THE TIMES POLL : L.A. CITY COUNCIL ELECTIONS / 12TH DISTRICT : Bernson Seen Headed for Runoff With Korenstein


Los Angeles City Councilman Hal Bernson has suffered substantial political damage over his support of the Porter Ranch development and would be likely to face a runoff election with school board member Julie Korenstein if the election were held today, The Times Poll has found.

A survey of 971 registered voters in Bernson’s 12th council district found that just 35% are inclined to vote for him, while 44% are inclined to vote for someone else. Seventeen percent said they are unsure who they would vote for.

“I think he’s got his work cut out for him,” Times Poll Director John W. Brennan Jr. said. “A 35% reelect number is not good for an incumbent, particularly one who got 80% in the last election.”


The poll, conducted by telephone Saturday and Sunday, found Bernson faring even worse among those who were very interested in the April 9 election and said they would vote. Just 25% said they would vote for Bernson, while 62% favored someone else.

Bernson, who is seeking his fourth term, faces Korenstein and four other challengers. He needs a majority of votes to avoid a June 4 runoff and has predicted he will get it.

Bernson’s opponents have repeatedly attacked him for supporting the massive Porter Ranch project, which will not be finished for at least 20 years. The development, to be built in the hills north of Chatsworth, involves construction of nearly 3,400 dwellings, two hotels, a regional shopping mall and other commercial facilities.

The Times Poll asked registered voters whether they were inclined to vote for or against each of the six candidates.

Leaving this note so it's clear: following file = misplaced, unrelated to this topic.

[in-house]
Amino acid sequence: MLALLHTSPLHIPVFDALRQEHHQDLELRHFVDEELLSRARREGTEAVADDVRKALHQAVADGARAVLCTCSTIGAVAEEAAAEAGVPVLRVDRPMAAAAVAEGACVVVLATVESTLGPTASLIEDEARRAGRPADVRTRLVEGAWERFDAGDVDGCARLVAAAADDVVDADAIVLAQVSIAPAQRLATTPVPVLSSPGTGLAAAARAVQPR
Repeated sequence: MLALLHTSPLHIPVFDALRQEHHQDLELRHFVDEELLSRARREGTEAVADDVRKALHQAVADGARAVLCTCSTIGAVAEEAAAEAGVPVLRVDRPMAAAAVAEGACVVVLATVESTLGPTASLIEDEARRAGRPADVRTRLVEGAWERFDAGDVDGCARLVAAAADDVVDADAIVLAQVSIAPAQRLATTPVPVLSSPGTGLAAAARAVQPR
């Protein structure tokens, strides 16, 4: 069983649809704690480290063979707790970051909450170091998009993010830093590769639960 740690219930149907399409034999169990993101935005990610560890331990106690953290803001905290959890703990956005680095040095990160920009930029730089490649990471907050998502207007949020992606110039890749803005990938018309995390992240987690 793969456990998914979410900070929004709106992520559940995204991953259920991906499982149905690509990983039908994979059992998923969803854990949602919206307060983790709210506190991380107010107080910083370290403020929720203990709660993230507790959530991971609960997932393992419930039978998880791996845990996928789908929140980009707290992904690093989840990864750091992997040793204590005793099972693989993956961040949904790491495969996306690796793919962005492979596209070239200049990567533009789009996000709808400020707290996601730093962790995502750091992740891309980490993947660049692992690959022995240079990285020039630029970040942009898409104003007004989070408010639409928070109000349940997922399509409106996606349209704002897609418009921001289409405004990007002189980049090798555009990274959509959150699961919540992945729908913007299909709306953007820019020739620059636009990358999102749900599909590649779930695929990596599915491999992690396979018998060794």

The poll found that 26% were inclined to vote for Korenstein and 24% not inclined to vote for her. It found 23% of respondents were inclined toward Bernson and 35% against.

The poll indicates that many voters do not know enough about the other candidates to form an opinion.

Ten percent said they were inclined toward Northridge businessman Walter Prince and 13% against. Nine percent were leaning toward police Detective Arthur (Larry) Kagele and 14% against.

For newsletter publisher Leonard Shapiro, the poll found 7% inclined to vote for him and 18% not inclined. The numbers for printer Allen Hecht were 5% inclined and 13% not inclined.

The poll found that issues of crime and growth were uppermost in the minds of voters in the district, a largely affluent suburban enclave in the northwest San Fernando Valley where Republicans outnumber Democrats nearly 52,000 to 47,000.

Half of the respondents said crime should be the top priority of their City Council representative, while 35% said growth was the most important single issue.

Asked for their views on Porter Ranch, nearly two-thirds said they are strongly or somewhat opposed to the massive project, while 25% favored it.

The survey also found that Bernson’s well-publicized backing for the project has substantially damaged him among voters.